When it comes to being a business owner the buck stops with you. In most cases, this not only means the responsibility of running the business but also making sure that you have enough cash available. Sometimes this is not such an easy proposition.
Maybe it’s because you are operating in a tough market and you need money fast to hold you over until things get better. Or maybe it is because you are growing so fast that you need to the extra cash to keep up with demand. Either way, here are four ways to get cash for your business. While you might need to tailor these ideas to your situation, each one is a proven method for helping small business owners get the cash they need to succeed.
Option 1: Online Loans
The internet has changed most aspects of our lives and this includes how you can get the funds you need for your business. Sure, you can apply for bank loans online, and most of us do. But, did you know that a growing number of lenders have turned to the internet to lend money online too?
This is especially true when it comes to getting working capital loans or emergency cash for your business. Granted some of these lenders charge very high-interest rates but there are times when the best option is to get such a loan.
Just remember that you should only use short-term cash for short-term needs. This means that high-interest loans should only be used for something you can pay off in a month or so. If you are expecting to take on these loans with the idea of using one year or more to repay the loan, then you might want to look at another financing option.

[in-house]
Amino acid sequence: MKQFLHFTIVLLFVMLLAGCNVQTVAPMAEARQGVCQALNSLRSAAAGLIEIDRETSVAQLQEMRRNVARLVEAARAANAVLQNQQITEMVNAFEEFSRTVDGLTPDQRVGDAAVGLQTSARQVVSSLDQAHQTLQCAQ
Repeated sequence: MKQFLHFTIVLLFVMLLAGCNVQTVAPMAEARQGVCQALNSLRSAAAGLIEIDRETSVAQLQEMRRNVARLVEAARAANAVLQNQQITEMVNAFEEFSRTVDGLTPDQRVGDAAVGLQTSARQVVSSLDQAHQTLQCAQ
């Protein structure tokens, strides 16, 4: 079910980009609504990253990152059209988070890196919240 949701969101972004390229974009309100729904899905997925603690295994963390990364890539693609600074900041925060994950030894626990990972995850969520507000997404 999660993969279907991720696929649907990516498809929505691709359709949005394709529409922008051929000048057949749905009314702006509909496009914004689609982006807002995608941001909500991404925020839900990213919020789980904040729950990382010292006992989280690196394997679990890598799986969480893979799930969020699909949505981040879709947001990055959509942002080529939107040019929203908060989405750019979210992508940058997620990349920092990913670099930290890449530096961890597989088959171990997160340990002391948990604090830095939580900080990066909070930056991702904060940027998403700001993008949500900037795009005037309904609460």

Option 2: Getting Personal
While this isn’t always the best option, there are times when a small business owner has no choice but to put their personal credit history on the line to get the money their business needs. In this case, you might want to consider getting a personal installment loan.
In most cases, these loans only require a credit check to approve your request and the application can often be approved in hours – if not minutes. Beyond this, you will want to keep in mind that these loans are often not long-term solutions. Instead, personal loans are a way to get cash quickly and this often means that they come with a very high-interest rate.
Option 3: Get Factored
While factoring is commonly lumped together with receivables financing, the reality is that there is a distinction between the two. In factoring, a finance company will purchase your receivables outright. In this situation, the finance company will usually pay between 70 to 90 percent of the face value of your receivables. In addition, you will normally have the option to decide which invoice to sell in order to get financial help.
While at face value receivables financing might seem like factoring, the distinction is that when receivables financing is like a bank loan in that there is some form of collateral – beyond the invoice – tied to the finance contract. This could be a physical asset owned by the business or a personal guarantee from yourself of the other owners of the business.
In some situations, you might want to choose receivables financing over factoring but in other times factoring might be the best option. Another thing to know is that just because you choose one type of financing for certain customers or invoices that you must use that option every time. For example, freight factoring might make sense most of the time but for some customers, you might have to consider receivables financing as the most appropriate option.
Option 4: Lines of Credit
To be frank, every business should work with its back to establish lines of credit. While this might not happen overnight, having this option open to you will provide additional flexibility when looking to finance your business.
Keep in mind that just because you have a line of credit open to your business doesn’t mean that you need to use it. Instead, look at a line of credit as a “break glass in case of emergency” solution for business financing as having it there will help but you also want to make sure you pay it off as soon as possible.
The beauty of this approach is that you won’t need to pay interest charges for your unused line and that you will have most, if not all, of the line available to you when you need it most.